Monday, August 10, 2020 | ePaper

Covid Pandemic The Troubled Bangladesh Economy

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The unprecedented Covid-19 pandemic has caused disruption to global trade, business and education sector. Bangladesh is equally affected by this contagion. The economic consequences of the Covid-19 outbreak are tough to handle as the entire of the global supply chain has been interrupted due to worldwide transportation shutdown. Bangladesh readymade garments (RMG) industry has received work order cancellation of huge amount which is unbearable loss for the sector. Around 2 million workers in the industry will be affected by this cancellation. Around 4 million people are directly engaged with the RMG sector.
The banking sector is fallen in a trouble due to Covid-19 pandemic. Meanwhile, the banking industry is already in a burden due to mounting non-performing loans (NPL). Though, the NPL amount is decreased by take 18,200 million in march quarter and stands taka 9,25,100 million which is still alarming for the sector. Actually, the NPL amount decreased in papers only with the help of the circular given by Bangladesh Bank. In that circular it is instructed not to mark any loan as classified in this pandemic period if the loan amount is repaid or not. If the RMG industry and its backward linkage industry fall in business trouble, then the entire banking sector will be more vulnerable. Today fifty nine commercial banks and general insurance company are heavily relying on RMG and related industries for their business. Consequently, the NPL amount will be raised rapidly if the business of different sectors falls on a row.
Bangladesh already spill into a difficult situation for the locked down circumstance for a longer period, i.e. more than 2 months. In this country, a huge number of people live from hand to mouth. Consistent high growth has been unable to create sufficient job in the economy. Due to inequality of income and asset distribution, the advantage of higher GDP growth is not evident in society. The higher growth and increased per capita income have benefitted a small group of rich people much more than greater number of poor people. Now, it's the time for the government to think about this crucial issue and chalk out a long term plan to minimize the disparity between the rich and the poor.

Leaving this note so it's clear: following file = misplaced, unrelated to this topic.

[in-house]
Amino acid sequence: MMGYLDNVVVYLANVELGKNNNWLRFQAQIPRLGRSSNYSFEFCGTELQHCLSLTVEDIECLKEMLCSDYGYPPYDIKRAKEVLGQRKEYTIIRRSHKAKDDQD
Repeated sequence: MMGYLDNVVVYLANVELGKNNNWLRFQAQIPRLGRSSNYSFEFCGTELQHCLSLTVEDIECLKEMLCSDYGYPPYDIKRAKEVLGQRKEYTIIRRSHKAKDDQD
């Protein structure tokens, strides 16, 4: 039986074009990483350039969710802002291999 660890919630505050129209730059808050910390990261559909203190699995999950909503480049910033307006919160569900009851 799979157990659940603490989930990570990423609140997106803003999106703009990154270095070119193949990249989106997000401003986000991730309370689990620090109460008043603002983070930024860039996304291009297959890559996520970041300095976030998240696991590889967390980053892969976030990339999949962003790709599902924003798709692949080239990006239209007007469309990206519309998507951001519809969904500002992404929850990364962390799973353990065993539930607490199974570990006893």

The poor, especially the daily wage earners are the worst sufferer of this pandemic. Economic stagnation is having a terrible effect on lives and livelihoods of those people whose incomes hover near poverty level. The poor and low income individual, identically the large segments of our country's population is employed in the informal sector and they also do not have stable income. According to the survey, 85.10 percent of Bangladesh's workforces are employed in the informal sectors. They are the worst victims in this worldwide pandemic. Therefore, the earning status of these powerless people needs to be considered foremost for gauging the impact of the pandemic.
According to the Bangladesh Bureau of Statistics (BBS), around 34 million people live below the poverty line in Bangladesh which is 20.50 percent of total population. An analysis by Dhaka based South Asian Network on Economic Modeling (SANEM) shows that this number would raise by 36 million if the income level for poverty line is raised by 1.25 percent. These 36 million is not officially categorized as poor and they are treated as economically powerless. Most of them would be fallen into poverty trap because of this ongoing pandemic.
If this economic depression continuous, the new suffering group will be the middle income and lower middle income community. A lot of unemployed people also hail from these families. The government and social groups are helping the poor ones but these groups cannot seek help from others and keep suffering secretly in own boundary. Additionally, a lot of lower income people like, maid servants, drivers, security guards etc. depend on these groups. So, the government must especially focus on the middle and lower middle income groups to outcast the greatest adversity of this economic fallout.
SMEs are the bloodline of Bangladesh economy creating employment for 7.80 million people directly and providing a livelihood for 31.20 million in total. The Covid-19 pandemic has affected all spheres of life and business. It is the hardest hit towards the SME sector after the independence of the country since the sector depends on a short cash cycle, supply chain and regular sales. In this situation supply chain disruption, loss or stop of sales and incomplete cash cycle outcast the sector as most risky one of the economy.
Bangladesh is heavily dependent on the Chinese market for raw material, capital goods imports varieties of products and substantial exports. Traders in Bangladesh are already feeling the pinch as longer than expected shutdowns of Chinese factories because of the covid-19 outbreak are having a big impact on the world's second largest economy and the global supply chain. It is not known to us whether the situation would be normal or not.
The government should act promptly to allocate further resources to every vulnerable sector of the economy which are affected by Covid-19 to tackle this worldwide pandemic. Close supervision is also essential in distributing the different stimulus packages of various sectors which is already declared by the Prime Minister to build a stronger social safety net framework for the future progress of the economy. If it is done properly, the Bangladesh economy will about turn to its own position within the shortest period of time. We hope for a better, safe and economically strong Bangladesh where there is no clutch of coronavirus, corruption and any types of evil.
(Mir Mahmudul Haque Chowdhury is a banker. E-mail: leon_83ais@yahoo.com).

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